LPC 2020 Call for Microconference Proposals

Updated May 11th – Changed dates information.

Submissions close: (TBD – open now)
Speakers notified: (TBD)

Note: We are still hoping to hold the conference as scheduled, but we are continually monitoring the pandemic situation. For current Covid-19 updates, please see our website https://www.linuxplumbersconf.org/#covid-19

We are pleased to announce the Call for Microconferences for the 2020 Linux Plumbers Conference, which will be held in Halifax, Nova Scotia, Canada on August 25-27 in conjunction with Kernel Summit and Linux Maintainers Summit, which takes place on August 28th.

A microconference is a collection of collaborative sessions focused on problems in a particular area of Linux plumbing, which includes the kernel, libraries, utilities, services, UI, and so forth, but can also focus on cross-cutting concerns such as security, scaling, energy efficiency, toolchains, container runtimes, or a particular use case. Good microconferences result in solutions to these problems and concerns, while the best microconferences result in patches that implement those solutions.

For more information on submitting a microconference proposal, visit our CfP page.

The first round of accepted microconferences will be announced soon.

There will also be a refereed track for pure presentations. Call for presentations for that will be coming shortly.

What is a microconference?

What makes Linux Plumbers unique is that it is focused on development, solving problems and bringing about the new features of the future. A microconference is about being productive and solving issues of the day. It is not where one discusses what has already been done, or showing off the latest shiny new product or feature. Although it is OK to have a topic on ideas of what to do with a shiny new product or feature, it should not be about the product or feature itself. A microconference is to get people together face to face to discuss issues that are difficult to solve via email and chat alone.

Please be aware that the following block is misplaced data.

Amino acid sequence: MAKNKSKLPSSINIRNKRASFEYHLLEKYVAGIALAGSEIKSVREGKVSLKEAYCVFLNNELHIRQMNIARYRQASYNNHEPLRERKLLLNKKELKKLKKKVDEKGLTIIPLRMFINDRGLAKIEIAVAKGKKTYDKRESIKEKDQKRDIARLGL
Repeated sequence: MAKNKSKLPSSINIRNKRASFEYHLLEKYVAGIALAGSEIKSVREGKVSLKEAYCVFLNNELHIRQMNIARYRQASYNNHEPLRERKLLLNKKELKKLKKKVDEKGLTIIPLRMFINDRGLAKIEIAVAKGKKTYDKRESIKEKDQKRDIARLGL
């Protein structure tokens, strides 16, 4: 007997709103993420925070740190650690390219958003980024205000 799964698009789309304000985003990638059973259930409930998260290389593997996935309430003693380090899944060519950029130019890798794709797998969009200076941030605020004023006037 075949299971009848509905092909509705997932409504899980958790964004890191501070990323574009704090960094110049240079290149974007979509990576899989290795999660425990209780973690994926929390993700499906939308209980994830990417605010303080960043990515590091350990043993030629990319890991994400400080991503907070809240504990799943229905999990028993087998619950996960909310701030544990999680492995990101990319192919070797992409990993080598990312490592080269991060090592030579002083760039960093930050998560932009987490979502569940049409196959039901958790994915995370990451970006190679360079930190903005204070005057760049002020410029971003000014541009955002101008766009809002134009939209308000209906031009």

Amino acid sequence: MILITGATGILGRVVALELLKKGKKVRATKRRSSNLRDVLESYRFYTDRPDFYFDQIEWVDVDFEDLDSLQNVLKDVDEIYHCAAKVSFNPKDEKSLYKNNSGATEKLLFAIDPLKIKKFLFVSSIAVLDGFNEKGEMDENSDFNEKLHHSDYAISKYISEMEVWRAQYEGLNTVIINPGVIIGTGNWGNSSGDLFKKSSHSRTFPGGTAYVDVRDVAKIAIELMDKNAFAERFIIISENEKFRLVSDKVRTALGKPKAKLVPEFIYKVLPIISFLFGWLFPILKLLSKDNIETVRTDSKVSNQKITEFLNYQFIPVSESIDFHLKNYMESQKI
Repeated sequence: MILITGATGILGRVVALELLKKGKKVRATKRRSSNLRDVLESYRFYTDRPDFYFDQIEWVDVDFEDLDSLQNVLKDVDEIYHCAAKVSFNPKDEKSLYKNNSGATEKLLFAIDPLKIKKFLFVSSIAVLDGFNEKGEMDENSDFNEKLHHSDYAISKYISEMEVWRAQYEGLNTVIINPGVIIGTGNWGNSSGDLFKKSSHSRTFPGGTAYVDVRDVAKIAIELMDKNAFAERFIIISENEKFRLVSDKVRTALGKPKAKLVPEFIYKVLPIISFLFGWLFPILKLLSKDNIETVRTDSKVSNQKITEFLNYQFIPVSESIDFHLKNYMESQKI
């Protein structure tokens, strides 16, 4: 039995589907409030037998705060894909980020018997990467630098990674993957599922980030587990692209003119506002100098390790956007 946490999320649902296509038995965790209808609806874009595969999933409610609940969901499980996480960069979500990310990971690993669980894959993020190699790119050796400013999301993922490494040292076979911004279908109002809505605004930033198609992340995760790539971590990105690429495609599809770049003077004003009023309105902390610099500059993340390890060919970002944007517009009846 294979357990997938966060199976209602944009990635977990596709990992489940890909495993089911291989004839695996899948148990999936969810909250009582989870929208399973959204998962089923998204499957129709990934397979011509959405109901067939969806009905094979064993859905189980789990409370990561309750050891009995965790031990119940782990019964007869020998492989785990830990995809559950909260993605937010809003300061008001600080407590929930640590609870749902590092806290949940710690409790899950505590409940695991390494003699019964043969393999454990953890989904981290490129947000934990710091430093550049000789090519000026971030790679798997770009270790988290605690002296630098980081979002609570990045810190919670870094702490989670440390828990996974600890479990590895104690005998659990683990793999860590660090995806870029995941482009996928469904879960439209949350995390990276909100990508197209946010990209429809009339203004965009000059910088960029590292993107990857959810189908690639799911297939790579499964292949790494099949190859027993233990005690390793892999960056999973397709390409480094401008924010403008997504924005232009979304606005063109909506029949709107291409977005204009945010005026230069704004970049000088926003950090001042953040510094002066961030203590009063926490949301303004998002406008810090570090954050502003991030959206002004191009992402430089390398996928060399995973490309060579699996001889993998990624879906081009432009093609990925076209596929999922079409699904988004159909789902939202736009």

Topics of a microconference

As stated above, an MC topic is about the future, not the past. It should be something that helps provide a solution for a question. How do we solve foo? I want to implement bar, but there’s these issues. How do we get around them? I have feature X but want to use it for Y, is it feasible?

Please avoid presentations as they tend to take time away from discussions. Presentations may be used to help bring the audience up to speed on what is about to be discussed. Keep it focused on the necessary details to allow people to participate and limit it to 5 to 7 minutes. Slides should only be used to complement the discussion and enable wider participation.

Successful microconference proposals

When proposing a microconference, it is important to state what is expected to be accomplished for the microconfence. Remember, the best microconferences are those that solve problems. The abstract of the proposal should describe what the topic is, and then list the various problems that could be discussed at the microconference. Note, what is listed may not be what is actually discussed, but gives the Plumbers planning committee an idea of how productive the microconference will be.

No microconference can be successful if the necessary people who are responsible for the issues are not present. The proposal should list the key contributors who will make sure the results of the discussions are most likely to be implemented. The best proposals will also state that those key contributors have agreed to attend.

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